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Mark Zuckerberg is about to ruin Facebook for the last group of people who don’t hate it yet

facebook usage

The document dump that Facebook whistleblower Frances Haugen supplied to a consortium of news publishers, which began publishing a flurry of stories derived from the documents on Monday, revealed, among other things, that Facebook’s leadership has identified a new existential threat to the social networking giant: Old people.

More specifically, the users who remain — now that Facebook usage among young people continues its inexorable decline.

That, in and of itself, is not news. Everyone has kind of snickered for a while now about how your parents and grandparents are the only ones still hanging around Facebook. You know, while the cool kids have all moved on. Having too many old people comprising the core user base, however, is another way of saying that the number of Facebook-Nevers is also growing. Because, yes, there are the young people who’ve left. But there are also the young people who will never try the service at all, bypassing it completely. So it was perhaps with those people in mind that Facebook CEO Mark Zuckerberg on Monday shared a huge operational shift in the works at Facebook. One that will see the company “retooling” itself and chasing the approval — and, thus, more usage — from younger adults.

How to fix the Facebook usage decline?

facebook headquarters
The “Like” sign, seen at Facebook’s headquarters. Image source: Chris Tuite/imageSPACE/MEGA

Importantly, as Zuckerberg noted during comments he shared with analysts as part of Facebook’s latest quarterly earnings presentation, this means Facebook no longer “optimizing for older people.”

What might this shift look like? Almost certainly, for one thing, it entails ramping up the prominence of the TikTok copycat feature Reels inside the main Facebook app. Which is the kind of content format that appeals to 18- to 29-year-olds — the very demographic, by the way, that Facebook is now going all-in on. Unfortunately, this is also the kind of thing that puts off older Facebook users who haven’t yet abandoned the site.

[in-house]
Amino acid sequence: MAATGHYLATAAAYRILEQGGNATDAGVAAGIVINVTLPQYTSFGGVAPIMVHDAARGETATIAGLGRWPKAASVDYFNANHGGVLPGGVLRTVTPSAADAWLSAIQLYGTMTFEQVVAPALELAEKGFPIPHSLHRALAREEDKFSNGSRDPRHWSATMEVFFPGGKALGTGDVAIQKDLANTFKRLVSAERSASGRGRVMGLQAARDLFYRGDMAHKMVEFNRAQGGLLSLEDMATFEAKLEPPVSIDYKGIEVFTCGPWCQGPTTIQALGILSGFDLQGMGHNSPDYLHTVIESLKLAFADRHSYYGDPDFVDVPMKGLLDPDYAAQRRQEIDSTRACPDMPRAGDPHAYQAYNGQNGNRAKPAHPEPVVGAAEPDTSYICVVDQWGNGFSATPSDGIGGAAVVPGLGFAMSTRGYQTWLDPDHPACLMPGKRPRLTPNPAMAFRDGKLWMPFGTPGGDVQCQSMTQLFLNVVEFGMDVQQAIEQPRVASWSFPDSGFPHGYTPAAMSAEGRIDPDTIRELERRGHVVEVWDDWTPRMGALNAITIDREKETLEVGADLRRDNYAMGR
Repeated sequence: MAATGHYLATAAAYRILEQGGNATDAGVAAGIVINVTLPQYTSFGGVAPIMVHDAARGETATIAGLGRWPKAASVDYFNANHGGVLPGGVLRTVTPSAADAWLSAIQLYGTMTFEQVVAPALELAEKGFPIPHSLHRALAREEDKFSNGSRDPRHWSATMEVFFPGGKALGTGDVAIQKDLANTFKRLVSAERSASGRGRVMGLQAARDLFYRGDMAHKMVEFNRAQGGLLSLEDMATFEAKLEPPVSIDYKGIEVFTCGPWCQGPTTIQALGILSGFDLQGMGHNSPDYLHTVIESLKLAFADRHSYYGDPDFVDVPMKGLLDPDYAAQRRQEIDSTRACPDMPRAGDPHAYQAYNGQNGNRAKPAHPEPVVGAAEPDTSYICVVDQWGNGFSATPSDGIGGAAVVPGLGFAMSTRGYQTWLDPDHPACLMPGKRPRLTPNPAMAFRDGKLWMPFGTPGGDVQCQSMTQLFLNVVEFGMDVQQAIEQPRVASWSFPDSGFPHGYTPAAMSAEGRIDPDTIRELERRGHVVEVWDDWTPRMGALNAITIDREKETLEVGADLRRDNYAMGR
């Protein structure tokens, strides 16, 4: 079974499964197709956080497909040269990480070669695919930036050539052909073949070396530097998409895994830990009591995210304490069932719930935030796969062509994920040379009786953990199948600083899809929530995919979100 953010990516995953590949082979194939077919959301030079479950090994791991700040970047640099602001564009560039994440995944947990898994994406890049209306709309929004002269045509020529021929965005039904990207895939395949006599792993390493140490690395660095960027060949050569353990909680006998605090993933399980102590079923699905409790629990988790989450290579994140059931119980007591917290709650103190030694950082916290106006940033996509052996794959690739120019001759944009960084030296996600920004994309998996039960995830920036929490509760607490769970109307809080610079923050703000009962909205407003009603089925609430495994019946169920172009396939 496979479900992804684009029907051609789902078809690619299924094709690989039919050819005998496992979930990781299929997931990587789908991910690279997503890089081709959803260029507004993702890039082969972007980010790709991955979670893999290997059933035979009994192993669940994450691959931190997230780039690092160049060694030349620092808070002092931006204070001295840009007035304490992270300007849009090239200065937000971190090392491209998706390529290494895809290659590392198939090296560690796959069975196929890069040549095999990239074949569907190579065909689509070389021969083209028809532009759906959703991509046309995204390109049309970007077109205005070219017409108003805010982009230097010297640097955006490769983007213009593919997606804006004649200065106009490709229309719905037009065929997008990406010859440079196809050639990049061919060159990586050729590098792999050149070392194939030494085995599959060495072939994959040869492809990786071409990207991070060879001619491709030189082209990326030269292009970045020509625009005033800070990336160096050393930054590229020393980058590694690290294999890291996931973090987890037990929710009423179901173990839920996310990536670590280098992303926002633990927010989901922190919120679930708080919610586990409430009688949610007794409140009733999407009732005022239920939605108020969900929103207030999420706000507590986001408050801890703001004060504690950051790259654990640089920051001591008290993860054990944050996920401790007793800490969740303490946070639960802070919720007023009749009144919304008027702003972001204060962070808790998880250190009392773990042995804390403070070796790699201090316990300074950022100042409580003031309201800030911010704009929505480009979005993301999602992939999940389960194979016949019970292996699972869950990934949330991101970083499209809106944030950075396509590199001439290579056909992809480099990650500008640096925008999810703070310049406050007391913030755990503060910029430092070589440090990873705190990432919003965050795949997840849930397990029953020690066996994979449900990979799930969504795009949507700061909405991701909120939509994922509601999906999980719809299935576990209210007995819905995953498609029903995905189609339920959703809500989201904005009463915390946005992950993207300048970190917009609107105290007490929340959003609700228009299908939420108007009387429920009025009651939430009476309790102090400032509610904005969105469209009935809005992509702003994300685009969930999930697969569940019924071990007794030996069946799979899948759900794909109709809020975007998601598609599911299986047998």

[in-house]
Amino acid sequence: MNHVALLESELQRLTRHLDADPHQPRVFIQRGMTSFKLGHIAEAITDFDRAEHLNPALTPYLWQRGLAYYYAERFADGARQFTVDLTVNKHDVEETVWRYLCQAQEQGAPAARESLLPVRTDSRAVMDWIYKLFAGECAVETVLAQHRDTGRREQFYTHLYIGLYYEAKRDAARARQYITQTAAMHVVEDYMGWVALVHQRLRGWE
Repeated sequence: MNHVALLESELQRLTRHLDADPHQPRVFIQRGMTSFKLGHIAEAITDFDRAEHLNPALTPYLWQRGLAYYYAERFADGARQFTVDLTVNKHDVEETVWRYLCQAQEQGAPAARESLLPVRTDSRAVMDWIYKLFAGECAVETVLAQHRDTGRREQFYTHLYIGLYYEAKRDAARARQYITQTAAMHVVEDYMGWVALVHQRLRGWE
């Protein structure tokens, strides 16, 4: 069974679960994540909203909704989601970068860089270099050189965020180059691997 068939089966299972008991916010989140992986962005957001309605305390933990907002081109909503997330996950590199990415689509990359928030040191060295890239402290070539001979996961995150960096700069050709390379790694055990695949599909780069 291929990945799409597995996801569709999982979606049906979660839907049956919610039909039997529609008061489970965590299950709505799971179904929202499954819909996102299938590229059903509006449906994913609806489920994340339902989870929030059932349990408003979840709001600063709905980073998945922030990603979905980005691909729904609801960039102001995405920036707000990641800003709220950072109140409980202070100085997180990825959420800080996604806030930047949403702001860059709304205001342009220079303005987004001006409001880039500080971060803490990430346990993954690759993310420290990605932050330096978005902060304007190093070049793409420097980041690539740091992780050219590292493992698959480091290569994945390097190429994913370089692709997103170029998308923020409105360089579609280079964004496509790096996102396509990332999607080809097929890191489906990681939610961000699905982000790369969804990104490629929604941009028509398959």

Might that be the whole point of this shift? A lot of the negative press around Facebook has tended to involve the kinds of content-sharing and news-related posts that young people aren’t involved with as much as older users are. Could Zuck be trying to kill two birds with one stone here? Running off his older users while simultaneously making the service attractive again for younger people?

Prediction: All this shift is going to do is annoy Facebook’s current users. The ones who you’d think Facebook would want to keep happy. While young people, meanwhile, will still avoid this thing like the plague. There is no putting that Facebook usage genie back in the bottle. This is not something that a name change will fix, either.

Also, a postscript: All of you who’ve decided that Haugen’s dissemination of the Facebook documents to the media are going to finally kneecap the company? You all have lost your mind, basically.

Facebook whistleblower 2021

facebook whistleblower
Facebook whistleblower Frances Haugen, shown giving congressional testimony. Image source: Drew Angerer - Pool via CNP/MEGA

Sure, Haugen has revealed that Facebook’s leadership all the way up to Zuckerberg himself has made some pretty terrible decisions over the years. As well as plenty of morally questionable ones. Zuckerberg’s personal involvement with the company’s acquiescence to a demand from Vietnamese officials that Facebook censor political dissidents is a great example.

I watched some of Haugen’s testimony to UK officials today. And here’s the rub. That thing, the censorship noted above? You can’t help but feel like she and some of Facebook’s other loudest critics want the company to do some of the same thing here at home.

Critics like her can point over and over again to Facebook allowing or amplifying hateful content. Zuck & Co. won’t take sufficient action, their argument goes … with the implication being that the august minds in Washington DC should step in and make the situation all better.

No one with half a brain should be rooting for that outcome. For politicians, that is, to have a greater say over what you see on Facebook. Haugen, however, has given them the perfect excuse to try and grab some of that control.

Meanwhile, let’s end things for now with this ironic tidbit.

Andy is a reporter in Memphis who also contributes to outlets like Fast Company and The Guardian. When he’s not writing about technology, he can be found hunched protectively over his burgeoning collection of vinyl, as well as nursing his Whovianism and bingeing on a variety of TV shows you probably don’t like.




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